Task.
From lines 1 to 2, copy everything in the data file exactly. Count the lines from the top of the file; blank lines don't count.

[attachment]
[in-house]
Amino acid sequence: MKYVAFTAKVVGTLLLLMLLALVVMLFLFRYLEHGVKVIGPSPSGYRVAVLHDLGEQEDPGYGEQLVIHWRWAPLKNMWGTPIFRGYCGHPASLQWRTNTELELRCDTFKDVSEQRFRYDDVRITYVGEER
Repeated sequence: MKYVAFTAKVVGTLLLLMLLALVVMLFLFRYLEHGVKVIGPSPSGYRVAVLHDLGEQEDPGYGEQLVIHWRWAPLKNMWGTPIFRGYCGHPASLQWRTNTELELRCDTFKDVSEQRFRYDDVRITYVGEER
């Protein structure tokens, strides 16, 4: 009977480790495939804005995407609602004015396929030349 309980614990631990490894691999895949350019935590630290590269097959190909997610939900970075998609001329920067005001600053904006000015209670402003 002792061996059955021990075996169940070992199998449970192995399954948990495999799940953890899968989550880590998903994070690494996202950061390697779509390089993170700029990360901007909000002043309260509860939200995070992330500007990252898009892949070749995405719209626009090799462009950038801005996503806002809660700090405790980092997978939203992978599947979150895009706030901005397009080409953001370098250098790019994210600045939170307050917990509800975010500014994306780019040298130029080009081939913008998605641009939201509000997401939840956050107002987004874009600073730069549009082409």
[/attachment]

[in-house]
Amino acid sequence: MKYVAFTAKVVGTLLLLMLLALVVMLFLFRYLEHGVKVIGPSPSGYRVAVLHDLGEQEDPGYGEQLVIHWRWAPLKNMWGTPIFRGYCGHPASLQWRTNTELELRCDTFKDVSEQRFRYDDVRITYVGEER